This was a fun little episode. Watching Josh’s lies get increasingly silly was entertaining. The children’s acting was pretty shocking, and it stood out more from the well-delivered roles by the adults. That being said, that is almost always the case with these sorts of shows.

I’m really sure why The Nightmare Room exists. If you told me this was a late-era Goosebumps episode, I’d probably believe you. It’s pretty similar in style and tone to the 90s episodes. Just with a bit more wrestler cameos.

This type of horror-for-children shows really hit their prime in the 90s. “Tangled Web” very much felt like the aftermath of that success. But it was definitely what I needed for a smile and a bit of well-needed brain break.

Wicked Wednesday: Dolly Dearest (1991)

I have to admit straight out: doll horror films don’t scare me*. Don’t get me wrong, I hate scary dolls. One of my sisters used to have a clown doll. Hated it. Chucky? Hate ’em. But there’s something so…silly about them. For one: why the hell can’t anyone kill them?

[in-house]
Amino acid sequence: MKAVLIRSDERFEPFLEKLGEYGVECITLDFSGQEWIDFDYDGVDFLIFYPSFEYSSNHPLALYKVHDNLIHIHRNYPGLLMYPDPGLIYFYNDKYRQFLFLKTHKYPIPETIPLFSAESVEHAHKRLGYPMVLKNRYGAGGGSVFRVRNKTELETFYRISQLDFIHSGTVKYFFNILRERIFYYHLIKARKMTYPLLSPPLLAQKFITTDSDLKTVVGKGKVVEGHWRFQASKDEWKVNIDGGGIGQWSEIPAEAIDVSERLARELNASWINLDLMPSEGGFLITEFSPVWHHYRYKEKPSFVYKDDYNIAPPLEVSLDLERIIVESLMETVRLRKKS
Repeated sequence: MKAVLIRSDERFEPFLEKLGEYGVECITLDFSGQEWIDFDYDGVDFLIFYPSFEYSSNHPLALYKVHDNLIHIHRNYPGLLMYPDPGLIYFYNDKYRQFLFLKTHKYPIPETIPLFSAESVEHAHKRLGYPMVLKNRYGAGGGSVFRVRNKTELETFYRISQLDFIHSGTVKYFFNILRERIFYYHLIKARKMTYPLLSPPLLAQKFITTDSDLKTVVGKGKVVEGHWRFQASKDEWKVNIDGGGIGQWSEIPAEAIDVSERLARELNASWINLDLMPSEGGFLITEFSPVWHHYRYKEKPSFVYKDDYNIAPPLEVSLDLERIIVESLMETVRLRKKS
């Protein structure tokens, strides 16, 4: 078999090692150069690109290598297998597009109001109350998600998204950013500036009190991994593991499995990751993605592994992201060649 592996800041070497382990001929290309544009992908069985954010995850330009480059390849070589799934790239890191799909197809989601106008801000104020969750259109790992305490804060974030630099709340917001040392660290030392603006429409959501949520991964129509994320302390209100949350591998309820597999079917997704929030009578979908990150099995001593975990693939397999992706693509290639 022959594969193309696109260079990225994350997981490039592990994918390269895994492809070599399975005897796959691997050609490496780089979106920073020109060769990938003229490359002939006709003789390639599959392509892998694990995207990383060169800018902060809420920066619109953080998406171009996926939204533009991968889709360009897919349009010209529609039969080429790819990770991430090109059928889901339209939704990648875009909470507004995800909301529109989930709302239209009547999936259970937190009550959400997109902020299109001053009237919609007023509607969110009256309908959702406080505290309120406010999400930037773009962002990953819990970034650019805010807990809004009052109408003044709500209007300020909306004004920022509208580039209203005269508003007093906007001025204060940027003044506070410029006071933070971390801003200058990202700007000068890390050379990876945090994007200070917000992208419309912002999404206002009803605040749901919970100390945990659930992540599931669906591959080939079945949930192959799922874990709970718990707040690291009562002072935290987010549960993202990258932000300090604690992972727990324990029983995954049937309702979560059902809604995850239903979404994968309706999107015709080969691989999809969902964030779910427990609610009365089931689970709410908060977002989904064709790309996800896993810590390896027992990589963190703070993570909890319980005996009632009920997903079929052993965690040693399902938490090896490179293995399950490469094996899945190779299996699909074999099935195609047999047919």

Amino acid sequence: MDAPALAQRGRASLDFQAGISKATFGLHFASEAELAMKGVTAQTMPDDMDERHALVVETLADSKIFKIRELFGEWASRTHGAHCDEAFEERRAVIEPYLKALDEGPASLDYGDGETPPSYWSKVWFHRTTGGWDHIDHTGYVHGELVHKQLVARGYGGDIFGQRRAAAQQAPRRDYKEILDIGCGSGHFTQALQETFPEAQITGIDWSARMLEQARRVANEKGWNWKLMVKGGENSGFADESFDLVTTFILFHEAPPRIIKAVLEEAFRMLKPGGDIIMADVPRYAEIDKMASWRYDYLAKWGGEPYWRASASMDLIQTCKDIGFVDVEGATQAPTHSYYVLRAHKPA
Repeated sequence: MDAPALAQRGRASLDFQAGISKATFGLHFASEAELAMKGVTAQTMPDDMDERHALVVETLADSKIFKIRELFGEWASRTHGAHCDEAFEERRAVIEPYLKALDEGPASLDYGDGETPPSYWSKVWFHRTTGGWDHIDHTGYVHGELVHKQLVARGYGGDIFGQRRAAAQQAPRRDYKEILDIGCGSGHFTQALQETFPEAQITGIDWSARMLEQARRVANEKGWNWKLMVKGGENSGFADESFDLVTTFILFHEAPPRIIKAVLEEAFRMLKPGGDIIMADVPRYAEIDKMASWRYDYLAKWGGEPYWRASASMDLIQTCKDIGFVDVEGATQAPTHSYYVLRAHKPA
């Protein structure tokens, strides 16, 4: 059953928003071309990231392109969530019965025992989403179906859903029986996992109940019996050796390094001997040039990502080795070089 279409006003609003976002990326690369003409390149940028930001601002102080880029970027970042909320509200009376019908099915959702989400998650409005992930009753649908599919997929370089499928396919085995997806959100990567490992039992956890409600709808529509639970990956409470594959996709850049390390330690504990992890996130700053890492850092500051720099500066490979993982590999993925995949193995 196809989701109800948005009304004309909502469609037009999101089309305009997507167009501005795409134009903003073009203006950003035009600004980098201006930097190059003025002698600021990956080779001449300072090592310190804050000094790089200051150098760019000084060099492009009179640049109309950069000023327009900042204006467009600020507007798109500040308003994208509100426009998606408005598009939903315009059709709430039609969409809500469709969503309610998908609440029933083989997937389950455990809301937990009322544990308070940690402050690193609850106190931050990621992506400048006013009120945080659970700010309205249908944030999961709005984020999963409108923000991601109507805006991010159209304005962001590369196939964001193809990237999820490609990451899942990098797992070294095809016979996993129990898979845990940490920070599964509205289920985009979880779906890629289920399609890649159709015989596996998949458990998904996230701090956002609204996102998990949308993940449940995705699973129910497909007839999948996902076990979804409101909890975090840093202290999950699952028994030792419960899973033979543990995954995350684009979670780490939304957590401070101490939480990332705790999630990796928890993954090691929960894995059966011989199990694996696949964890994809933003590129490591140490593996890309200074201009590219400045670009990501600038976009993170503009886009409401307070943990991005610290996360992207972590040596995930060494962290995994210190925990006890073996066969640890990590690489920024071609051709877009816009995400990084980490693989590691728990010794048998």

Well, demons for one.

Dolly Dearest was one of the many scary doll movies to come out after the success of Child’s Play. And in many ways, it rips off many of themes there. But it also rips off a number of other themes from popular horror films.

And yet, it’s strangely very watchable. That’s due to a pretty solid cast, which definitely makes this more than a mere knock-off.

Husband and wife Marilyn and Wade (Denise Crosby and Sam Bottoms) move their young family to Mexico, where Wade believes he can make a fortune manufacurting dolls. But when he arrives at his newly-bought factory, he finds only an archeological dig and a run-down shack that’s his ‘factory’. The seller tells him that it hasn’t been touched since the old doll make who owned it before died.

The family begin to explore the factory when Wade’s young daughter, Jessica, spots one of the woman’s old dolls. She asks for one, and her wish is immediately granted.